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Jessica Jones Creator Melissa Rosenberg on Her Character’s Modest Powers, Many Flaws, and Uninhibited Sex

Marvel’s Jessica Jones, the latest streaming series in the ever-expanding, world-conquering Marvel Cinematic Universe, arrived in its entirety on Netflix this morning. Starring Krysten Ritter as a fiercely independent, moderately superpowered private investigator, the show has generated considerable early buzz for its apparent willingness to explore themes no previous Marvel property was willing to touch. For one, as Vulture’s Abraham Riesman discussed after seeing the pilot, there’s a ton of sex. Our friend John Horn, host of the KPCC radio show and podcast “The Frame,” interviewed Jessica Jones creator Melissa Rosenberg just before the show’s release — and that topic is where their conversation began.

The way sex is dealt with in the show is very candid. It’s not judgmental whether people are straight or gay, how they like their sex. You are very, ‘This is the way the world looks in real life, and we’re going to depict it that way.’
One of the things that pulled me to this character, and one of the reasons I love writing for the show, is that we’re able to create and tell stories for women who are multi-leveled, complex, sexual beings. They are, in other words, human beings, and fully developed characters. So often in film and television the woman is relegated to the role of wife. That’s her dimension. Or maybe a sassy cop or Madonna-whore thing. You get one or the other, and that’s who you are. Being able to push beyond those boundaries is always attractive. That goes for the sexuality as well.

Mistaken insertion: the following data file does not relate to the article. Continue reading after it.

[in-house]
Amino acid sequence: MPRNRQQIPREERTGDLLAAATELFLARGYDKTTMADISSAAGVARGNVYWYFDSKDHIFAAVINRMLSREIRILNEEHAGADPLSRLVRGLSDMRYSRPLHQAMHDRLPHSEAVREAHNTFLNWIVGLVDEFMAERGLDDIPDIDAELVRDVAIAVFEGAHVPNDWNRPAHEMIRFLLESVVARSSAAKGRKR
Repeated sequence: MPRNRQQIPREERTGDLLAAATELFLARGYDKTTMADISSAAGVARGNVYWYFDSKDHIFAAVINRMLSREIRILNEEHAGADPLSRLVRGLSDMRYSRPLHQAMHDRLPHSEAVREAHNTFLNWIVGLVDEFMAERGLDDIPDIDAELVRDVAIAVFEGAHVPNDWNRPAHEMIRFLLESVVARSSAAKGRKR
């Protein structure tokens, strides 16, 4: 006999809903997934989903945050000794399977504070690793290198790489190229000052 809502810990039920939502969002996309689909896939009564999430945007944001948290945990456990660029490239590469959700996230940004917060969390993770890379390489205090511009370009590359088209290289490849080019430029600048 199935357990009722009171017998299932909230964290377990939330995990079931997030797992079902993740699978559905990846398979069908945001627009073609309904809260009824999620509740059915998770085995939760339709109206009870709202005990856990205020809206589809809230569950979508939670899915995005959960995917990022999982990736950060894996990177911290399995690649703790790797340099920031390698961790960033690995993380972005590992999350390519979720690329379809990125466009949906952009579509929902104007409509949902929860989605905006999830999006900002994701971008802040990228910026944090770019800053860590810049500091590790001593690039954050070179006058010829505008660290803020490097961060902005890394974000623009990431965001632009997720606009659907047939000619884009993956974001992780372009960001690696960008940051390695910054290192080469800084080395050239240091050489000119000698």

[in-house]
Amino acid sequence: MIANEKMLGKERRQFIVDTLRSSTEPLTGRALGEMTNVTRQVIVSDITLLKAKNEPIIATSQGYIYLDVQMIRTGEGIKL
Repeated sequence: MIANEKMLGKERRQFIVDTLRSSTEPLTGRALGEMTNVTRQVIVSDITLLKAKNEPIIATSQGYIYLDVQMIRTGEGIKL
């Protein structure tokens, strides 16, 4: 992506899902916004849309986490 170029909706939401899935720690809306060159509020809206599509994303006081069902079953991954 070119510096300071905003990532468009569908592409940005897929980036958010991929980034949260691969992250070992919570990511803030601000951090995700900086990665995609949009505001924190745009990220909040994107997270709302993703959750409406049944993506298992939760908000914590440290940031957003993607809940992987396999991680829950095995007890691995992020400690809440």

And Jessica Jones herself is far from perfect. She is an alcoholic. She suffers from horrible traumas. She is not a poster child for good behavior.
No, she isn’t, which is incredibly fun to write. The original source material was written by Brian Michael Bendis, and he drew such an incredibly complex, deeply flawed character. The kind of character that he initially introduced was very much along the lines of the characters in television that I had been loving but were written pretty exclusively for white men: Tony Sopranos and Walter White and Dexter, even, or Vic Mackey, these very deeply flawed, interesting, sometimes morally ambiguous characters. I’d been dying to do the female version of that forever.

When Jessica Jones became a Netflix series, how did you change your approach to it? Obviously, you can do more with language and violence and sex, but in terms of the way you could tell the story, what did the change of platform mean to you as a storyteller?
The biggest difference when telling a story for something like Netflix versus network television is you don’t have commercial breaks. You don’t have a week in between episodes, so you don’t have to spend any real estate recapping what just happened.

“Last week on Marvel’s Jessica Jones …”
[Laughs.] Exactly, “Previously on …” And when you have commercials, oftentimes when you come back from a commercial break, you’re having your characters say what your audience just saw. Instead, this is like a 13-hour movie. It assumes that everyone is watching it one after the other. You have more real estate to tell more story, but you also have to push it further because it has to go further.